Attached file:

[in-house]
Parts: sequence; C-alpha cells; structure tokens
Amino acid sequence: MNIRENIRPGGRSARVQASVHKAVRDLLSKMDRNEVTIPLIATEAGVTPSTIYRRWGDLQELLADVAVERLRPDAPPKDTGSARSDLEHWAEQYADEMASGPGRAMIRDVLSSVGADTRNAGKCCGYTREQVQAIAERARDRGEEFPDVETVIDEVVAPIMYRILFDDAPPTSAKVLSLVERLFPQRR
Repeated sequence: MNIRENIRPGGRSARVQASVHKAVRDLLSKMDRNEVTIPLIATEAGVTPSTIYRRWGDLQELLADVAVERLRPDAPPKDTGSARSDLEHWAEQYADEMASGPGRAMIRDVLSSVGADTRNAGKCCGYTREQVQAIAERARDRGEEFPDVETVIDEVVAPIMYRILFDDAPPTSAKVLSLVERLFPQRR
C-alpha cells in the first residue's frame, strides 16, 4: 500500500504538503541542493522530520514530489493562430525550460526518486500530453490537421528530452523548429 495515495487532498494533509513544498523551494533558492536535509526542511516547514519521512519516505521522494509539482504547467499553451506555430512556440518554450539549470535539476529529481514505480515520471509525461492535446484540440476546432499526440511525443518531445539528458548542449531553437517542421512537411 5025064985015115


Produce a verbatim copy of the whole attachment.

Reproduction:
[in-house]
Parts: sequence; C-alpha cells; structure tokens
Amino acid sequence: MNIRENIRPGGRSARVQASVHKAVRDLLSKMDRNEVTIPLIATEAGVTPSTIYRRWGDLQELLADVAVERLRPDAPPKDTGSARSDLEHWAEQYADEMASGPGRAMIRDVLSSVGADTRNAGKCCGYTREQVQAIAERARDRGEEFPDVETVIDEVVAPIMYRILFDDAPPTSAKVLSLVERLFPQRR
Repeated sequence: MNIRENIRPGGRSARVQASVHKAVRDLLSKMDRNEVTIPLIATEAGVTPSTIYRRWGDLQELLADVAVERLRPDAPPKDTGSARSDLEHWAEQYADEMASGPGRAMIRDVLSSVGADTRNAGKCCGYTREQVQAIAERARDRGEEFPDVETVIDEVVAPIMYRILFDDAPPTSAKVLSLVERLFPQRR
C-alpha cells in the first residue's frame, strides 16, 4: 500500500504538503541542493522530520514530489493562430525550460526518486500530453490537421528530452523548429 495515495487532498494533509513544498523551494533558492536535509526542511516547514519521512519516505521522494509539482504547467499553451506555430512556440518554450539549470535539476529529481514505480515520471509525461492535446484540440476546432499526440511525443518531445539528458548542449531553437517542421512537411 5025064985015115